Other oil and gas giants have followed in setting climate targets or strengthening existing goals, including some that cover Scope 3 emissions. In January, Exxon was the last of the supermajors to set a net-zero target for 2050, though its plan does not include Scope 3.

Scope 3 will be "one of the big focal points for this season," Logan said in an interview. Exxon, for instance, described the accounting method for Scope 3 reporting as "duplicative and flawed" in recommending that shareholders vote against a Follow This resolution at its meeting in May.

A spokesperson for Chevron pointed to the company's 2022 proxy statement, in which it said there was "general agreement" among shareholders that Scope 3 emissions need to be addressed. The company added, however, that most did not favor shrinking the company's oil and gas business or shifting its core business to renewables as a means of doing so.

ConocoPhillips "has gone about as far as [any] upstream oil and gas company in developing a climate strategy without Scope 3," Logan said. The company continues to reject calls by Follow This and other groups to introduce a Scope 3 emissions target, despite a majority 61% of shareholders backing the Follow This resolution in 2021. ConocoPhillips declined to comment.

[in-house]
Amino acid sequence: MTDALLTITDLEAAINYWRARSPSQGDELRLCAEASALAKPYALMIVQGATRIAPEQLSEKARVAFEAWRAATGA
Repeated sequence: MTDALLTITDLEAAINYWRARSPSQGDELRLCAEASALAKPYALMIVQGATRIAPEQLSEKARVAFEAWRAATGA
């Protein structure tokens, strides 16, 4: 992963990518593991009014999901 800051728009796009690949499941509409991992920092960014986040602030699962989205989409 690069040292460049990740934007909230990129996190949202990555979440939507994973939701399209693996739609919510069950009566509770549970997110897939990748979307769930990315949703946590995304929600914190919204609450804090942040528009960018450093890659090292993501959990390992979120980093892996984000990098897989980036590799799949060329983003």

"We're going to see who's telling the truth here," Logan said about the ConocoPhillips vote. "That will be a really important marker for the future of the conversation with the upstream companies who have so far resisted setting targets."

'You cannot be prescriptive'

As of March 31, climate-related proposals make up one-fifth of the 567 shareholder resolutions tracked by three shareholder advocacy groups, including U.S.-based As You Sow, in their Proxy Preview 2022 report. That includes votes at Shell, Chevron, BP, Occidental Petroleum Corp. and ConocoPhillips.

While many focus on emissions-reduction targets, the resolutions span a broad range of environmental, social and governance themes. As You Sow, for instance, has filed votes urging companies to produce reports on their plastic pollution and the financial risk of climate change.

"Shareholders are very much asking oil and gas companies ... to bring climate risk into the current financial reporting that they do," said Danielle Fugere, president of As You Sow.

U.S. companies will soon have to annually report their Scope 1 and 2 emissions under sweeping climate-risk disclosure regulations proposed by the SEC in March. "The market is still not doing a good job of factoring [in] the cost of climate change, but it's getting better," Fugere said in an interview.